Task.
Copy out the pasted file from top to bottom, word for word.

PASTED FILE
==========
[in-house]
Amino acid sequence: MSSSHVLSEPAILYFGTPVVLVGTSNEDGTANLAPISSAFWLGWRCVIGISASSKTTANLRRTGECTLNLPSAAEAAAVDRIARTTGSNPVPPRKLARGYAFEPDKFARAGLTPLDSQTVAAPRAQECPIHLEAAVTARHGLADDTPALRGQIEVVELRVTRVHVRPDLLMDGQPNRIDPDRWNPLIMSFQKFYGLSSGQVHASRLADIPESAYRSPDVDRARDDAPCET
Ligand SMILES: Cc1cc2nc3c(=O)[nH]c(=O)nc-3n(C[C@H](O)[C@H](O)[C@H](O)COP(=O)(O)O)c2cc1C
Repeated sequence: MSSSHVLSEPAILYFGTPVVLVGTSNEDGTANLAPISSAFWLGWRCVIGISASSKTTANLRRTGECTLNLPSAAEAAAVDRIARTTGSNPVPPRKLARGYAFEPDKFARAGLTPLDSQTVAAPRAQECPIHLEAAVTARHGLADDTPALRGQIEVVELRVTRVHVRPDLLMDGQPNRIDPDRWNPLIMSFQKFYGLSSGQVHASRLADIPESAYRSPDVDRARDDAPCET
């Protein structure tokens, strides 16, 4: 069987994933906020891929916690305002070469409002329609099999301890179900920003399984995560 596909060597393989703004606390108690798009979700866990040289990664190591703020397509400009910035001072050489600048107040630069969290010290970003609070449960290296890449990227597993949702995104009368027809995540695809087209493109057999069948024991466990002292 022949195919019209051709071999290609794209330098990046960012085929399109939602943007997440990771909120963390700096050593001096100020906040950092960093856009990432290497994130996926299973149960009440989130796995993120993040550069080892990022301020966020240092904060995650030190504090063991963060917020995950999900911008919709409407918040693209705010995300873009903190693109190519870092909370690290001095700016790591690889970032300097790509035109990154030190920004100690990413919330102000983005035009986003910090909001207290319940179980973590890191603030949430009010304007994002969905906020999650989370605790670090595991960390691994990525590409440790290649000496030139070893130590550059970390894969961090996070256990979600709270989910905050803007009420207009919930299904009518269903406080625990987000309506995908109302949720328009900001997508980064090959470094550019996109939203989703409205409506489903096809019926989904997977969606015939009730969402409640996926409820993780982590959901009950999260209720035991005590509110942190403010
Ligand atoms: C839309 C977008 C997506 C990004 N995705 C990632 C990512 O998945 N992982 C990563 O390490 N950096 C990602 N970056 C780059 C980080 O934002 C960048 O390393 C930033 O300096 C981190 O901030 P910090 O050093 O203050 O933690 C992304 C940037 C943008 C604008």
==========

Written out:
[in-house]
Amino acid sequence: MSSSHVLSEPAILYFGTPVVLVGTSNEDGTANLAPISSAFWLGWRCVIGISASSKTTANLRRTGECTLNLPSAAEAAAVDRIARTTGSNPVPPRKLARGYAFEPDKFARAGLTPLDSQTVAAPRAQECPIHLEAAVTARHGLADDTPALRGQIEVVELRVTRVHVRPDLLMDGQPNRIDPDRWNPLIMSFQKFYGLSSGQVHASRLADIPESAYRSPDVDRARDDAPCET
Ligand SMILES: Cc1cc2nc3c(=O)[nH]c(=O)nc-3n(C[C@H](O)[C@H](O)[C@H](O)COP(=O)(O)O)c2cc1C
Repeated sequence: MSSSHVLSEPAILYFGTPVVLVGTSNEDGTANLAPISSAFWLGWRCVIGISASSKTTANLRRTGECTLNLPSAAEAAAVDRIARTTGSNPVPPRKLARGYAFEPDKFARAGLTPLDSQTVAAPRAQECPIHLEAAVTARHGLADDTPALRGQIEVVELRVTRVHVRPDLLMDGQPNRIDPDRWNPLIMSFQKFYGLSSGQVHASRLADIPESAYRSPDVDRARDDAPCET
């Protein structure tokens, strides 16, 4: 069987994933906020891929916690305002070469409002329609099999301890179900920003399984995560 596909060597393989703004606390108690798009979700866990040289990664190591703020397509400009910035001072050489600048107040630069969290010290970003609070449960290296890449990227597993949702995104009368027809995540695809087209493109057999069948024991466990002292 022949195919019209051709071999290609794209330098990046960012085929399109939602943007997440990771909120963390700096050593001096100020906040950092960093856009990432290497994130996926299973149960009440989130796995993120993040550069080892990022301020966020240092904060995650030190504090063991963060917020995950999900911008919709409407918040693209705010995300873009903190693109190519870092909370690290001095700016790591690889970032300097790509035109990154030190920004100690990413919330102000983005035009986003910090909001207290319940179980973590890191603030949430009010304007994002969905906020999650989370605790670090595991960390691994990525590409440790290649000496030139070893130590550059970390894969961090996070256990979600709270989910905050803007009420207009919930299904009518269903406080625990987000309506995908109302949720328009900001997508980064090959470094550019996109939203989703409205409506489903096809019926989904997977969606015939009730969402409640996926409820993780982590959901009950999260209720035991005590509110942190403010
Ligand atoms: C839309 C977008 C997506 C990004 N995705 C990632 C990512 O998945 N992982 C990563 O390490 N950096 C990602 N970056 C780059 C980080 O934002 C960048 O390393 C930033 O300096 C981190 O901030 P910090 O050093 O203050 O933690 C992304 C940037 C943008 C604008």